The first fish I ever caught on a fly rod was an 8-inch brook trout. He was nice enough to
eat an unintentionally skated size 12 Renegade in the narrow outlet of Waterdog Lake on the Grand Mesa in western Colorado. I wandered off by myself with my new toy and a box full of flies I bought at Kmart. Thirty-five years later the details of the day are still surprisingly vivid. I still remember the smell of skunk week and the moss-covered metamorphic boulders I used as stepping stones as I rock-hopped down a gentle, grassy hillside casting sloppily into any water that looked fishy. At one point the skies grayed as a thunderstorm approached and a few stray mayflies began coming off the water. I saw a splash in a small back eddy. The fish had given itself away. I don’t even remember setting the hook, but that willing trout was the start of my obsession. I remember unhooking him and examining the blue and red dots and the white-tipped fins before letting him go. I know I caught a few more on the way back to camp, all of them small. That small fish was my beginning, the first domino tipped in a chain that is still running its course.
In fact, I probably caught a hundred fish under 12 inches before I caught my first photo opportunity. I got skunked a lot, too. If you’ve ever gotten skunked more than twice in a row, you might know how much of a trophy that single, 10-inch rainbow can be. There have been plenty of days where the fishing just wasn’t any good. Whether it was the North St. Vrain, or the South Platte below Deckers, or the Lamar in Yellowstone National Park, I have had my fair share of bad fishing days. And on all three of those waters (as well as many, many others), I have had my day saved by small fish willing to give itself up for the cause. And in most cases, saying you caught only one, and it was tiny, is a huge improvement on having to admit you rolled a big donut. One small fish is far bigger than zero fish every single time.
But the rarity of moment that is usually made possible by the small fish alone occurs when you put on your pack and hike a few miles away from the beaten path. These days are one of the things I look forward to the most each year. I appreciate the freedom of hiking with a daypack and a few liters of water. It is good to take the waders off and be unencumbered by an exorbitant amount of gear. All you need is a two- or three-weight rod and a single, small fly box filled with a variety of parachute dry flies and large attractors (maybe a few bead head nymphs at the most). A hike of no more than two hours, and suddenly the path becomes far less worn; you find yourself far away from anything resembling civilization, surrounded by beautiful landscapes and pure tranquility. The fish you generally find in these locations tend to be on the small side, but they add meaning to your journey, a reason to be there other than the absence of man. And, to be honest, these are the days you can really stack up the numbers. On more than one occasion, at some of the “notellum” spots we hike into, it is not unlikely that two or three fishermen will rack up a body count of over 100 fish. Some of them can approach sixteen inches, but most are 10 or so. It is the thrill of knowing that each cast can produce a strike, that every shadowy holding area might contain three or four willing fish. It is Disneyland for adults and makes up for all those days where scratching out a few fish or getting outright skunked might be the most one can expect. These little, willing playmates hidden among the scenic backdrop of deep-cut canyons and meandering meadows are the prize for your efforts, the beautiful trophies awarded by the fish gods for your dedication.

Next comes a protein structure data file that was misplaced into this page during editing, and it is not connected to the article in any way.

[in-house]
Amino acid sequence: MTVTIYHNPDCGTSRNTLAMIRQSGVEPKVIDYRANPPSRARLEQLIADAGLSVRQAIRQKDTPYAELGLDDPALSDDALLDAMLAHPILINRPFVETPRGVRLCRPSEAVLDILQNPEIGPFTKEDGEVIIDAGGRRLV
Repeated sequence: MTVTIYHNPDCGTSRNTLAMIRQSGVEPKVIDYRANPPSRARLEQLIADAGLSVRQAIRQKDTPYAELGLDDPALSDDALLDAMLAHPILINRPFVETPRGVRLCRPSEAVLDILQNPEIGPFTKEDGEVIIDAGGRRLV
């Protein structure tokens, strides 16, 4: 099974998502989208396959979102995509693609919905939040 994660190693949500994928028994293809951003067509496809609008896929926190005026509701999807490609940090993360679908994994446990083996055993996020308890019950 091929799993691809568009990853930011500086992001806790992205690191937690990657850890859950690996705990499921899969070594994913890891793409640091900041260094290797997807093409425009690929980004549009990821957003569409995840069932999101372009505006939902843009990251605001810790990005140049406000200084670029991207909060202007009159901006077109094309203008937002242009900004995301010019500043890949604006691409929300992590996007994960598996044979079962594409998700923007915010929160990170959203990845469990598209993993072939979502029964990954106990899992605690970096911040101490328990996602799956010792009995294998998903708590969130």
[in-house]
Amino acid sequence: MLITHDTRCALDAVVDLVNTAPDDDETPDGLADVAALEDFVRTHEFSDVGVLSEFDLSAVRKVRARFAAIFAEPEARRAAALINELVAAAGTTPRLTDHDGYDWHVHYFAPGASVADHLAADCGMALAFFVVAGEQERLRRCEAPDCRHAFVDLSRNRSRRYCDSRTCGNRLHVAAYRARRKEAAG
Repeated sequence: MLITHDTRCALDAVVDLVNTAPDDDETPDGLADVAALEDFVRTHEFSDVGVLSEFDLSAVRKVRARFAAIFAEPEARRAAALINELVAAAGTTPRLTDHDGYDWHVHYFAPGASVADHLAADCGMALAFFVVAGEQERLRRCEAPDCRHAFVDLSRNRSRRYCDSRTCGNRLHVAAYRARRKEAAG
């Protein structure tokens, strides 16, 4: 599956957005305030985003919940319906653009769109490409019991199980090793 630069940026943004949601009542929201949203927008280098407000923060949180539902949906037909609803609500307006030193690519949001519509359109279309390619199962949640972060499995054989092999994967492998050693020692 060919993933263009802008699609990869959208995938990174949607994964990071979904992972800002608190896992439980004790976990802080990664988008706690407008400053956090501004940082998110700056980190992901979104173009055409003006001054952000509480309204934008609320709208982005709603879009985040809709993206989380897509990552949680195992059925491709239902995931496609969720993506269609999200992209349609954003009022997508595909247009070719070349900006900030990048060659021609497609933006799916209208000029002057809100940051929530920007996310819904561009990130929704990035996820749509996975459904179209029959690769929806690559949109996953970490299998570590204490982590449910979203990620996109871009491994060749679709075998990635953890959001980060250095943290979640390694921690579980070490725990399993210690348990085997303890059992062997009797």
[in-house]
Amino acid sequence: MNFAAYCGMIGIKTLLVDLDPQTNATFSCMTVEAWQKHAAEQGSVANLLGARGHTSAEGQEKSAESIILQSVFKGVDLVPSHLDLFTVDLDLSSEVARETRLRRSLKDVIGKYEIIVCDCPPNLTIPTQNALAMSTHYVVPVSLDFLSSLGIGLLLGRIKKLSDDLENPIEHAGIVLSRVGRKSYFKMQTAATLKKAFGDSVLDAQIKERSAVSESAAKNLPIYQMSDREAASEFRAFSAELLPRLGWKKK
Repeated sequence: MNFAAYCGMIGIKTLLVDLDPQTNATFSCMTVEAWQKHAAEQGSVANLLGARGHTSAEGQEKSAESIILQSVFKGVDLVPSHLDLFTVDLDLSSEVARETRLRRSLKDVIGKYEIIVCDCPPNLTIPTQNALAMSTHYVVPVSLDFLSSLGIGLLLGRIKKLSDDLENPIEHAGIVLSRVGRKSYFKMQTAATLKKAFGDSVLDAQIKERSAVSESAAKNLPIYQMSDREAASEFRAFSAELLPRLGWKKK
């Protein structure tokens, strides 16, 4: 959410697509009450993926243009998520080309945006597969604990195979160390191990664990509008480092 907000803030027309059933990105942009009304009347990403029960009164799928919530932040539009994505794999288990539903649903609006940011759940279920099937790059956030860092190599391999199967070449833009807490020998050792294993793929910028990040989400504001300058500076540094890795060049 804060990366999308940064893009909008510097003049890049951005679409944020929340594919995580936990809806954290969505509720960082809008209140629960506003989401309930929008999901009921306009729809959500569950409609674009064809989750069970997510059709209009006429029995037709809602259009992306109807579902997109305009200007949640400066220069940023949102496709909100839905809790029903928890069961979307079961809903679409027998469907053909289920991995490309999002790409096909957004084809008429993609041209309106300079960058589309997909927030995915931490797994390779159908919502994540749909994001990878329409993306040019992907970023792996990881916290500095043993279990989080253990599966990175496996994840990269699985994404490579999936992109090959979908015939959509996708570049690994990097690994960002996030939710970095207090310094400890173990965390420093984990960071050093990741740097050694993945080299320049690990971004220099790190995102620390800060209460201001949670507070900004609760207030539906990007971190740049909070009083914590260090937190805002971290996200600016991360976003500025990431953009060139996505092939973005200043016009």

So, here’s to the little guys. The little packages in which good things reside. The hidden gem often overlooked in pursuit of greater things. They may not be the subject of grip-and-grins, and will surely never make the cover of Stonefly magazine or be the subject of a “Fly Fishing New Zealand” video at the Fly Fishing Film Tour, but they will be forever woven into the most important and meaningful fly fishing days of our lives. Show them some love as well.